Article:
I want to delete all occurrences of square brackets that conform to this regex: `\[.*\].*{`, but I only want to delete the brackets, not what follows - i.e., I want to delete the brackets and what's inside them, only when they are followed by an opening curly brace.

How do I do that with Vim's search/replace?

You can use `\zs` and `\ze` to set the beginning and the end of the match.

`:%s/\zs\[.*\]\ze.*{//g` should work.

You are telling Vim to replace what is between `\zs` and `\ze` by an empty string.

(Note that you need the +syntax option compiled in your Vim binary)

For more information, see `:help /\zs` or `:help pattern`

Edit : Actually \zs is not necessary in this case but I leave it for educational purpose. :)

## Changing the RegExp flags

So basically I wrote myself this function so as to be able to count the number of occurances of a Substring in a String:

``````String.prototype.numberOf = function(needle) {
var num = 0,
lastIndex = 0;
if(typeof needle === "string" || needle instanceof String) {
while((lastIndex = this.indexOf(needle, lastIndex) + 1) > 0)
{num++;} return num;
} else if(needle instanceof RegExp) {
// needle.global = true;
return this.match(needle).length;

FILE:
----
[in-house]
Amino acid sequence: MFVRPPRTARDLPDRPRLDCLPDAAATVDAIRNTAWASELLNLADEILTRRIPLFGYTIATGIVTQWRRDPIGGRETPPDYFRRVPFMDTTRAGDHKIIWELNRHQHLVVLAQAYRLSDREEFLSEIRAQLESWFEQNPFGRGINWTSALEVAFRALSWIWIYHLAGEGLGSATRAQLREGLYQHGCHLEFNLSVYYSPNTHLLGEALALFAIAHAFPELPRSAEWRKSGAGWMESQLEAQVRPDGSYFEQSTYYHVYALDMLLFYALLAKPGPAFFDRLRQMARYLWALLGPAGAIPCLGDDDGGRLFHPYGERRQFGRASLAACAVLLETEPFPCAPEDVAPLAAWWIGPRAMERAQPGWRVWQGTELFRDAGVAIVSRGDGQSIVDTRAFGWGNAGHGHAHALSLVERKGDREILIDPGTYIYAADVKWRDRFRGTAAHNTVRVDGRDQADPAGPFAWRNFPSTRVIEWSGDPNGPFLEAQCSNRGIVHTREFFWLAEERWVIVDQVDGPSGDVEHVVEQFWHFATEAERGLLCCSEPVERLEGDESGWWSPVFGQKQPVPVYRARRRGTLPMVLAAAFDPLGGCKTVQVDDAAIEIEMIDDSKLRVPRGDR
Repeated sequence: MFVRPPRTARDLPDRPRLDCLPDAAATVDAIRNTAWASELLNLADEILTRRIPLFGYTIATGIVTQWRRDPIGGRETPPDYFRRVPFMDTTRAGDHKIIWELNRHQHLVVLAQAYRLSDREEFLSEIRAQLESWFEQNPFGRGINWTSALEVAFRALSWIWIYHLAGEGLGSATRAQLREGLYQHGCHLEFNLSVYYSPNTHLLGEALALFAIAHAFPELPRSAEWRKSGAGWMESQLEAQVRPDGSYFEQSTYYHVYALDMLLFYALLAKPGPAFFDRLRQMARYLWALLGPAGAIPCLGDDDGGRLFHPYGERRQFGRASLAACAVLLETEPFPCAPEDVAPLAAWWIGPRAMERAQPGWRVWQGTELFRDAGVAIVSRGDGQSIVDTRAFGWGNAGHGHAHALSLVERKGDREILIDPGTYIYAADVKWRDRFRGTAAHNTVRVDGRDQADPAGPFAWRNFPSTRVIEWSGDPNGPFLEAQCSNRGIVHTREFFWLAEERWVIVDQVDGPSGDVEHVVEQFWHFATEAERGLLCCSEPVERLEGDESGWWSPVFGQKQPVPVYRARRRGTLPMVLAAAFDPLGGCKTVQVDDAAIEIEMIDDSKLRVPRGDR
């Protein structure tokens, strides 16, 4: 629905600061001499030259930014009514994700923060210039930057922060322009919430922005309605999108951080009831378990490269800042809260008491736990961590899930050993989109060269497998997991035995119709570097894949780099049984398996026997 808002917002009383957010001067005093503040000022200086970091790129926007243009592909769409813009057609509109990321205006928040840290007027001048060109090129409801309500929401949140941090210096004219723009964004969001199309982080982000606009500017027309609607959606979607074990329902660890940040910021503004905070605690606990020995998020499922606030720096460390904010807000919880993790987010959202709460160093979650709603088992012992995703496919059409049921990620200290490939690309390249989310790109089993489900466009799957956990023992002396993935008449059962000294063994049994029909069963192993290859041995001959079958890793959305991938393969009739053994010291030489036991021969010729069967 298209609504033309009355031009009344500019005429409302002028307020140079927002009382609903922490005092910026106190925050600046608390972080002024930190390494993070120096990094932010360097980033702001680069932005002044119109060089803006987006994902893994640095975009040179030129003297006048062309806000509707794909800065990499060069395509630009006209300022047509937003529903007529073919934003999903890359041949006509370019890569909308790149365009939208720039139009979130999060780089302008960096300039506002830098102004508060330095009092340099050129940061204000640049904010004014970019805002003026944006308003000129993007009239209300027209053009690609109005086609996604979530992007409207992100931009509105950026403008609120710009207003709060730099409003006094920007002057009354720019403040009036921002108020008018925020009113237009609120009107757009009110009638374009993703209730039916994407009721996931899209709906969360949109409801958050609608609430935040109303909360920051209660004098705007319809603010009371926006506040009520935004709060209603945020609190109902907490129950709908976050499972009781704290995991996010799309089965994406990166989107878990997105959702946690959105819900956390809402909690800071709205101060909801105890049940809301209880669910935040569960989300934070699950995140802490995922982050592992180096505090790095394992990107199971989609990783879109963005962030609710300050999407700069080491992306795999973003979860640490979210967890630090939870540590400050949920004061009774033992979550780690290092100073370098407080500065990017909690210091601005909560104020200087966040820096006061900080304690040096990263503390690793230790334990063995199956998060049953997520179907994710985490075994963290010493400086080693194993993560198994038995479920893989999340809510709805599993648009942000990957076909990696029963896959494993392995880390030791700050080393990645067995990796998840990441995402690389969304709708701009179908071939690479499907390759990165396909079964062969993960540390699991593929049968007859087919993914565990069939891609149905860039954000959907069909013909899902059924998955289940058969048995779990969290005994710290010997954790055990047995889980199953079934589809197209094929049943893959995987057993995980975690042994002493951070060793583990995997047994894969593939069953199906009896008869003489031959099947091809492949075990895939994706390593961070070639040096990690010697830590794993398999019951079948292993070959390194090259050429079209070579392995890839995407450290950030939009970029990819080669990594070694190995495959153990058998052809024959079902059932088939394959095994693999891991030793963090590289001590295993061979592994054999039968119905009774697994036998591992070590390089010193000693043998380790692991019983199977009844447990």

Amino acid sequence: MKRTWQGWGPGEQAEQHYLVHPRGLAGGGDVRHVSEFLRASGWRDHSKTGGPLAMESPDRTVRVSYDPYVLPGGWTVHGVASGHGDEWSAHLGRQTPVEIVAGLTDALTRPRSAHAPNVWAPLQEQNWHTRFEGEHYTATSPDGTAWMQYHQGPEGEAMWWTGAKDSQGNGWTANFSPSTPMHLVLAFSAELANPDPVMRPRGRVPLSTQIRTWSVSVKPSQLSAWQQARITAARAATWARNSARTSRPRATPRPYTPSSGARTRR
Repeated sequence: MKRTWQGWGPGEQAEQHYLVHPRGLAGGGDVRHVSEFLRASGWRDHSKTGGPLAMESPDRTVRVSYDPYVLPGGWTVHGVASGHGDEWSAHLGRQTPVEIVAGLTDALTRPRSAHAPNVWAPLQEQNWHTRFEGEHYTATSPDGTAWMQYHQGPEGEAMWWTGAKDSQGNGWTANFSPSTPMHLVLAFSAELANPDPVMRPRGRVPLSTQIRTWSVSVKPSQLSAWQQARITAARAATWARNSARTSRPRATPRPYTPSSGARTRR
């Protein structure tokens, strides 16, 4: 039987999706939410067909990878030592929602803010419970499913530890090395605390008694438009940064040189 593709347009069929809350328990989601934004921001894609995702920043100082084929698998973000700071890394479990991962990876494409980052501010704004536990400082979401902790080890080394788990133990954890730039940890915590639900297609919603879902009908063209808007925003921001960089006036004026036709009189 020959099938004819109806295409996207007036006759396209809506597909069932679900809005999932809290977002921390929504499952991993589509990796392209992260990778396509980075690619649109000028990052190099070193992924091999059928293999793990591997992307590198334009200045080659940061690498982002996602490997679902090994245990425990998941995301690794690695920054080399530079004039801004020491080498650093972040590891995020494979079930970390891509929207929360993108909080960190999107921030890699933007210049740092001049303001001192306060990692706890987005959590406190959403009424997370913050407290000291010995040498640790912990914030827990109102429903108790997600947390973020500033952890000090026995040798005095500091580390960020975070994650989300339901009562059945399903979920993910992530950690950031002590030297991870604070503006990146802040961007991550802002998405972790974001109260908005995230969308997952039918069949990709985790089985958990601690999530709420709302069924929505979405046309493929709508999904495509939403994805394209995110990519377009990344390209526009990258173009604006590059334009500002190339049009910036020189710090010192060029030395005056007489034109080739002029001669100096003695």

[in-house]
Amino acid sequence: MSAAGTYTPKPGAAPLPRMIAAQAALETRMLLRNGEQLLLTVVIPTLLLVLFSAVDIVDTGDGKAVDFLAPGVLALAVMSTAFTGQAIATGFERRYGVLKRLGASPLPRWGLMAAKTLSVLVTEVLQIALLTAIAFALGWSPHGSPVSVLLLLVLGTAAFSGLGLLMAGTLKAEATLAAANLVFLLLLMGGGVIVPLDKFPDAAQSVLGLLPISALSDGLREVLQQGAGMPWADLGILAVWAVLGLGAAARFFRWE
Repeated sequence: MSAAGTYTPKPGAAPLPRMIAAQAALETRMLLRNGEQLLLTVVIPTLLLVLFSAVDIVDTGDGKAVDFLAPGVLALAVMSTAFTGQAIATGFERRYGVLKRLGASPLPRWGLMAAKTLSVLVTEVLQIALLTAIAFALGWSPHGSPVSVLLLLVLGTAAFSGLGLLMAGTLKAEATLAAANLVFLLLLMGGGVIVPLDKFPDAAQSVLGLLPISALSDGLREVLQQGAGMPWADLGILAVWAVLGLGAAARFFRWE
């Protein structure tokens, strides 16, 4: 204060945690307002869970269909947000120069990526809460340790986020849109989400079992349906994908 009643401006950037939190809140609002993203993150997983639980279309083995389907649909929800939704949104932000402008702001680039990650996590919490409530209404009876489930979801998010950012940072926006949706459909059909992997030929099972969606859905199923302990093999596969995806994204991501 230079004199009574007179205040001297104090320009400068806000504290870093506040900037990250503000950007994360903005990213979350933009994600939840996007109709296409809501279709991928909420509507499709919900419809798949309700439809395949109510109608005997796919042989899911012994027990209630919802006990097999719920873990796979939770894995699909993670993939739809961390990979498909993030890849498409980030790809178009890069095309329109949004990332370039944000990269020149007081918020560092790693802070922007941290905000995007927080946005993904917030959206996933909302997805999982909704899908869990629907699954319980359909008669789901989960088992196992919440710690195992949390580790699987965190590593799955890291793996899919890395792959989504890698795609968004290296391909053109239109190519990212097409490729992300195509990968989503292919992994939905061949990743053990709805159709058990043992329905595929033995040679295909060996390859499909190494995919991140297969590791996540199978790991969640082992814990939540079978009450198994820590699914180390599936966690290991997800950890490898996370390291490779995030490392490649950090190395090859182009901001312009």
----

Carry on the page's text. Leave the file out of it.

} return 0;
};
``````

The method itself performs rather well and both the RegExp and String based searches are quite comparable as to the execution time (both ~2ms on the entire vast Ray Bradbury's "451 Fahrenheit" searching for all the "the"s).

What sort of bothers me, though, is the impossibility of changing the flag of the supplied RegExp instance. There is no point in calling String.prototype.match in this function without the global flag of the supplied Regular Expression set to true, as it would only note the first occurance then. You could certainly set the flag manually on each RegExp passed to the function, I'd however prefer being able to clone and then manipulate the supplied Regular Expression's flags.

Astonishingly enough, I'm not permitted to do so as the RegExp.prototype.global flag (more precisely all flags) appear to be read-only. Thence the commented-out line 8.

So my question is: Is there a nice way of changing the flags of a RegExp object?

I don't really wanna do stuff like this:

``````if(!expression.global)
expression = eval(expression.toString() + "g");
``````

Some implementations might not event support the RegExp.prototype.toString and simply inherit it from the Object.prototype, or it could be a different formatting entirely. And it just seems as a bad coding practice to begin with.

First, your current code does not work correctly when `needle` is a regex which does not match. i.e. The following line:

``````return this.match(needle).length;
``````

The `match` method returns `null` when there is no match. A JavaScript error is then generated when the `length` property of `null` is (unsuccessfully) accessed. This is easily fixed like so: